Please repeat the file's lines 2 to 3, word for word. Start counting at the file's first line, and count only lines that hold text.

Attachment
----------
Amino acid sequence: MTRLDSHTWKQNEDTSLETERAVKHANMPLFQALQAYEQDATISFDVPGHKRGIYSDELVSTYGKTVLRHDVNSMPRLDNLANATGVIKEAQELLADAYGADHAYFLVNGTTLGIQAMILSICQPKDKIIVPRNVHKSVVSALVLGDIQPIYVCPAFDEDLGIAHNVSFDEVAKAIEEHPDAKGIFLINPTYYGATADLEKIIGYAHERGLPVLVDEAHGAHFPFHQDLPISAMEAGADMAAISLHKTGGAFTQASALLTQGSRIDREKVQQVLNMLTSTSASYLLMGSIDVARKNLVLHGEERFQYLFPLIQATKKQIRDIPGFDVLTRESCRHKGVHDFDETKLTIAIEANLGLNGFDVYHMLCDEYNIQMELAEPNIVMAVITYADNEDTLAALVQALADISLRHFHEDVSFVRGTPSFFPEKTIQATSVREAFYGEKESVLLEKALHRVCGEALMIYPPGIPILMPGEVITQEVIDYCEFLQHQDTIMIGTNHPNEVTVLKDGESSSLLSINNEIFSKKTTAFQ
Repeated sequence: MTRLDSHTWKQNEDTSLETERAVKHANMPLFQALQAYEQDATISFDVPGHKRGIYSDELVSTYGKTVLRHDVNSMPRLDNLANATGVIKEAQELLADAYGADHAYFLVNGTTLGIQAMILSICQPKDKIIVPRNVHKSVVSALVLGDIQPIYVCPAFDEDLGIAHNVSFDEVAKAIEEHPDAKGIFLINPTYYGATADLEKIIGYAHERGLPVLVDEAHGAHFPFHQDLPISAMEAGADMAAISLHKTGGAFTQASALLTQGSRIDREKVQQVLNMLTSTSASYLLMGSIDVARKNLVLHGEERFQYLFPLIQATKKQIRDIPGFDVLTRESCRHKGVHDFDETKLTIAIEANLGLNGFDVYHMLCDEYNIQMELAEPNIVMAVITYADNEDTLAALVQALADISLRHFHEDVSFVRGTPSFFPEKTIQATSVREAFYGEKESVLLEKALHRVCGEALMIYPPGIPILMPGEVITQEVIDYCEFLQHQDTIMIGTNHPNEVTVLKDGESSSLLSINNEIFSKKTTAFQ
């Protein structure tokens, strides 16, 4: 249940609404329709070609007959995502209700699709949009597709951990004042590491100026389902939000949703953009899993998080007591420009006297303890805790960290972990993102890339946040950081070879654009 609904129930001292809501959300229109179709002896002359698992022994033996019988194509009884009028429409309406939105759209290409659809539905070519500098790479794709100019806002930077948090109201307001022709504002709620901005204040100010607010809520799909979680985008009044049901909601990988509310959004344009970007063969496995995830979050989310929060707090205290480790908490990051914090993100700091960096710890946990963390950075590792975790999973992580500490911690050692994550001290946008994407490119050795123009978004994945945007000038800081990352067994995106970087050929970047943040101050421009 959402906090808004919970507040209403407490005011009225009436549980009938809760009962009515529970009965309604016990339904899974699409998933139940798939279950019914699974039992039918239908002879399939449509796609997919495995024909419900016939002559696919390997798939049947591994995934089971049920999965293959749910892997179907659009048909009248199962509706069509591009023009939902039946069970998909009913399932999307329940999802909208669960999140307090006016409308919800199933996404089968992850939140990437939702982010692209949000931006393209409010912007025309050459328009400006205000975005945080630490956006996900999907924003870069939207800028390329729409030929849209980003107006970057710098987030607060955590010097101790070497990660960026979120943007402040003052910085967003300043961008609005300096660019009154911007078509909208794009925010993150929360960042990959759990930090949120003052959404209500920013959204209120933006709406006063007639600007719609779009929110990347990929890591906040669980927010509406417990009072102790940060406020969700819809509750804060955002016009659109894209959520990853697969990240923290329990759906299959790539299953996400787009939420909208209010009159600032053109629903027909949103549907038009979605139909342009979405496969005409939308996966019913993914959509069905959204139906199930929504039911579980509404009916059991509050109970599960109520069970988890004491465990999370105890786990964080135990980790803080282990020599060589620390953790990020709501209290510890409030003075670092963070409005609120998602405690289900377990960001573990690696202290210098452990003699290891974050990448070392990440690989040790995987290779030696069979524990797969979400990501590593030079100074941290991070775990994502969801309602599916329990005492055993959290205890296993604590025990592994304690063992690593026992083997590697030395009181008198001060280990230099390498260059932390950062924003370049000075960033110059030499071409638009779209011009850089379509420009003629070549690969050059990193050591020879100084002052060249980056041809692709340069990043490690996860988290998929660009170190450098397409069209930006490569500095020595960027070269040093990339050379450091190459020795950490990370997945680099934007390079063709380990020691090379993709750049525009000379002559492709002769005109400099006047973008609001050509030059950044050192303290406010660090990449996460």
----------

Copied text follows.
Repeated sequence: MTRLDSHTWKQNEDTSLETERAVKHANMPLFQALQAYEQDATISFDVPGHKRGIYSDELVSTYGKTVLRHDVNSMPRLDNLANATGVIKEAQELLADAYGADHAYFLVNGTTLGIQAMILSICQPKDKIIVPRNVHKSVVSALVLGDIQPIYVCPAFDEDLGIAHNVSFDEVAKAIEEHPDAKGIFLINPTYYGATADLEKIIGYAHERGLPVLVDEAHGAHFPFHQDLPISAMEAGADMAAISLHKTGGAFTQASALLTQGSRIDREKVQQVLNMLTSTSASYLLMGSIDVARKNLVLHGEERFQYLFPLIQATKKQIRDIPGFDVLTRESCRHKGVHDFDETKLTIAIEANLGLNGFDVYHMLCDEYNIQMELAEPNIVMAVITYADNEDTLAALVQALADISLRHFHEDVSFVRGTPSFFPEKTIQATSVREAFYGEKESVLLEKALHRVCGEALMIYPPGIPILMPGEVITQEVIDYCEFLQHQDTIMIGTNHPNEVTVLKDGESSSLLSINNEIFSKKTTAFQ
């Protein structure tokens, strides 16, 4: 249940609404329709070609007959995502209700699709949009597709951990004042590491100026389902939000949703953009899993998080007591420009006297303890805790960290972990993102890339946040950081070879654009 609904129930001292809501959300229109179709002896002359698992022994033996019988194509009884009028429409309406939105759209290409659809539905070519500098790479794709100019806002930077948090109201307001022709504002709620901005204040100010607010809520799909979680985008009044049901909601990988509310959004344009970007063969496995995830979050989310929060707090205290480790908490990051914090993100700091960096710890946990963390950075590792975790999973992580500490911690050692994550001290946008994407490119050795123009978004994945945007000038800081990352067994995106970087050929970047943040101050421009 959402906090808004919970507040209403407490005011009225009436549980009938809760009962009515529970009965309604016990339904899974699409998933139940798939279950019914699974039992039918239908002879399939449509796609997919495995024909419900016939002559696919390997798939049947591994995934089971049920999965293959749910892997179907659009048909009248199962509706069509591009023009939902039946069970998909009913399932999307329940999802909208669960999140307090006016409308919800199933996404089968992850939140990437939702982010692209949000931006393209409010912007025309050459328009400006205000975005945080630490956006996900999907924003870069939207800028390329729409030929849209980003107006970057710098987030607060955590010097101790070497990660960026979120943007402040003052910085967003300043961008609005300096660019009154911007078509909208794009925010993150929360960042990959759990930090949120003052959404209500920013959204209120933006709406006063007639600007719609779009929110990347990929890591906040669980927010509406417990009072102790940060406020969700819809509750804060955002016009659109894209959520990853697969990240923290329990759906299959790539299953996400787009939420909208209010009159600032053109629903027909949103549907038009979605139909342009979405496969005409939308996966019913993914959509069905959204139906199930929504039911579980509404009916059991509050109970599960109520069970988890004491465990999370105890786990964080135990980790803080282990020599060589620390953790990020709501209290510890409030003075670092963070409005609120998602405690289900377990960001573990690696202290210098452990003699290891974050990448070392990440690989040790995987290779030696069979524990797969979400990501590593030079100074941290991070775990994502969801309602599916329990005492055993959290205890296993604590025990592994304690063992690593026992083997590697030395009181008198001060280990230099390498260059932390950062924003370049000075960033110059030499071409638009779209011009850089379509420009003629070549690969050059990193050591020879100084002052060249980056041809692709340069990043490690996860988290998929660009170190450098397409069209930006490569500095020595960027070269040093990339050379450091190459020795950490990370997945680099934007390079063709380990020691090379993709750049525009000379002559492709002769005109400099006047973008609001050509030059950044050192303290406010660090990449996460």